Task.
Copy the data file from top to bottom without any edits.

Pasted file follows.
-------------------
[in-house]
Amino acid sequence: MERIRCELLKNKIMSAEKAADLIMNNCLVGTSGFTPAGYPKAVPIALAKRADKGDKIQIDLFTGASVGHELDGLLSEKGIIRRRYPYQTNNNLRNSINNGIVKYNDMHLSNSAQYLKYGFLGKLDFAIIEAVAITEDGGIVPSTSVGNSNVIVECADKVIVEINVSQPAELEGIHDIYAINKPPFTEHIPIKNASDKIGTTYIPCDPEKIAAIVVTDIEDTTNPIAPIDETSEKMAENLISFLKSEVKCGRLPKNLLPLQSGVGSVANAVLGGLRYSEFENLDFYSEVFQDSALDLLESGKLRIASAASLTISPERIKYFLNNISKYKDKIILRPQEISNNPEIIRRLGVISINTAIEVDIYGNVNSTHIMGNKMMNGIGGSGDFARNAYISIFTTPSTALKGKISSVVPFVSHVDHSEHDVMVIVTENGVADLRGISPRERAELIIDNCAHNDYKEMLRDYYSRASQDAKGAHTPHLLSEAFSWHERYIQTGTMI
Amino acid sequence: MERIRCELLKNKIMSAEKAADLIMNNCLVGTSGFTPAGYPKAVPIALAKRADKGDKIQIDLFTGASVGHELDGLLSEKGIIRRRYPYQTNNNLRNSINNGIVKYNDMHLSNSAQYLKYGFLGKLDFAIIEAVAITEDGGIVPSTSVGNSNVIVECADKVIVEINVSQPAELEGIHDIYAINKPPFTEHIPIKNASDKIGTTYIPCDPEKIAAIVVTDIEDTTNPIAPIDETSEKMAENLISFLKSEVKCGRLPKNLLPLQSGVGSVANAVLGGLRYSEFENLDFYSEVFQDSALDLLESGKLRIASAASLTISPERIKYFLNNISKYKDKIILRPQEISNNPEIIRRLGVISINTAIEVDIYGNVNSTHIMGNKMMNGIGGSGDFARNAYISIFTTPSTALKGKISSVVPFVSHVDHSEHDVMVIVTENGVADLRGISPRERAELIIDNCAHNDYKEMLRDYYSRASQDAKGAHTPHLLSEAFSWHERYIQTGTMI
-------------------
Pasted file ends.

[in-house]
Amino acid sequence: MERIRCELLKNKIMSAEKAADLIMNNCLVGTSGFTPAGYPKAVPIALAKRADKGDKIQIDLFTGASVGHELDGLLSEKGIIRRRYPYQTNNNLRNSINNGIVKYNDMHLSNSAQYLKYGFLGKLDFAIIEAVAITEDGGIVPSTSVGNSNVIVECADKVIVEINVSQPAELEGIHDIYAINKPPFTEHIPIKNASDKIGTTYIPCDPEKIAAIVVTDIEDTTNPIAPIDETSEKMAENLISFLKSEVKCGRLPKNLLPLQSGVGSVANAVLGGLRYSEFENLDFYSEVFQDSALDLLESGKLRIASAASLTISPERIKYFLNNISKYKDKIILRPQEISNNPEIIRRLGVISINTAIEVDIYGNVNSTHIMGNKMMNGIGGSGDFARNAYISIFTTPSTALKGKISSVVPFVSHVDHSEHDVMVIVTENGVADLRGISPRERAELIIDNCAHNDYKEMLRDYYSRASQDAKGAHTPHLLSEAFSWHERYIQTGTMI
Amino acid sequence: MERIRCELLKNKIMSAEKAADLIMNNCLVGTSGFTPAGYPKAVPIALAKRADKGDKIQIDLFTGASVGHELDGLLSEKGIIRRRYPYQTNNNLRNSINNGIVKYNDMHLSNSAQYLKYGFLGKLDFAIIEAVAITEDGGIVPSTSVGNSNVIVECADKVIVEINVSQPAELEGIHDIYAINKPPFTEHIPIKNASDKIGTTYIPCDPEKIAAIVVTDIEDTTNPIAPIDETSEKMAENLISFLKSEVKCGRLPKNLLPLQSGVGSVANAVLGGLRYSEFENLDFYSEVFQDSALDLLESGKLRIASAASLTISPERIKYFLNNISKYKDKIILRPQEISNNPEIIRRLGVISINTAIEVDIYGNVNSTHIMGNKMMNGIGGSGDFARNAYISIFTTPSTALKGKISSVVPFVSHVDHSEHDVMVIVTENGVADLRGISPRERAELIIDNCAHNDYKEMLRDYYSRASQDAKGAHTPHLLSEAFSWHERYIQTGTMI